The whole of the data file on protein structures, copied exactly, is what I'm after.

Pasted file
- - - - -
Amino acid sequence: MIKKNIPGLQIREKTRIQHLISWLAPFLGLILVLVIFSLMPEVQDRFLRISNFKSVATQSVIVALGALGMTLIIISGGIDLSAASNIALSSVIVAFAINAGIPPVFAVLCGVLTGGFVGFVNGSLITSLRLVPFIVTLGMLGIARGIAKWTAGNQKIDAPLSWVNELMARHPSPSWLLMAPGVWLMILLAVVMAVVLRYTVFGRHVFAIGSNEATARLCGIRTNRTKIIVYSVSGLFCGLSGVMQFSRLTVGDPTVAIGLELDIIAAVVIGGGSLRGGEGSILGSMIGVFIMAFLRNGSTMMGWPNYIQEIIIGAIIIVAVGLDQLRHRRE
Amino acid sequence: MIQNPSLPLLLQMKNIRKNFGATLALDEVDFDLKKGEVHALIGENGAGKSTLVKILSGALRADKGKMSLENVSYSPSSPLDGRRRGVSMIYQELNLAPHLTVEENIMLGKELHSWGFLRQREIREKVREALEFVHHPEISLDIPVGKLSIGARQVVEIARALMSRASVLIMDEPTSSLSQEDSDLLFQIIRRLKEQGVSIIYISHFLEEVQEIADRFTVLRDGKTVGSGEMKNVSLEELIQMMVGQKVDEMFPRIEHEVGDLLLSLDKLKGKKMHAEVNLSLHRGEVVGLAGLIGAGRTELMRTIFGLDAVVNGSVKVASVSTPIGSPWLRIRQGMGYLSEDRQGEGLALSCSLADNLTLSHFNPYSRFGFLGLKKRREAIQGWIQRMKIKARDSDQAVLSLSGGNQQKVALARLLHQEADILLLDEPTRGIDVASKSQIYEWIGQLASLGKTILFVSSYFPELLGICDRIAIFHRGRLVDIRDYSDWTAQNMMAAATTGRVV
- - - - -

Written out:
Amino acid sequence: MIKKNIPGLQIREKTRIQHLISWLAPFLGLILVLVIFSLMPEVQDRFLRISNFKSVATQSVIVALGALGMTLIIISGGIDLSAASNIALSSVIVAFAINAGIPPVFAVLCGVLTGGFVGFVNGSLITSLRLVPFIVTLGMLGIARGIAKWTAGNQKIDAPLSWVNELMARHPSPSWLLMAPGVWLMILLAVVMAVVLRYTVFGRHVFAIGSNEATARLCGIRTNRTKIIVYSVSGLFCGLSGVMQFSRLTVGDPTVAIGLELDIIAAVVIGGGSLRGGEGSILGSMIGVFIMAFLRNGSTMMGWPNYIQEIIIGAIIIVAVGLDQLRHRRE
Amino acid sequence: MIQNPSLPLLLQMKNIRKNFGATLALDEVDFDLKKGEVHALIGENGAGKSTLVKILSGALRADKGKMSLENVSYSPSSPLDGRRRGVSMIYQELNLAPHLTVEENIMLGKELHSWGFLRQREIREKVREALEFVHHPEISLDIPVGKLSIGARQVVEIARALMSRASVLIMDEPTSSLSQEDSDLLFQIIRRLKEQGVSIIYISHFLEEVQEIADRFTVLRDGKTVGSGEMKNVSLEELIQMMVGQKVDEMFPRIEHEVGDLLLSLDKLKGKKMHAEVNLSLHRGEVVGLAGLIGAGRTELMRTIFGLDAVVNGSVKVASVSTPIGSPWLRIRQGMGYLSEDRQGEGLALSCSLADNLTLSHFNPYSRFGFLGLKKRREAIQGWIQRMKIKARDSDQAVLSLSGGNQQKVALARLLHQEADILLLDEPTRGIDVASKSQIYEWIGQLASLGKTILFVSSYFPELLGICDRIAIFHRGRLVDIRDYSDWTAQNMMAAATTGRVV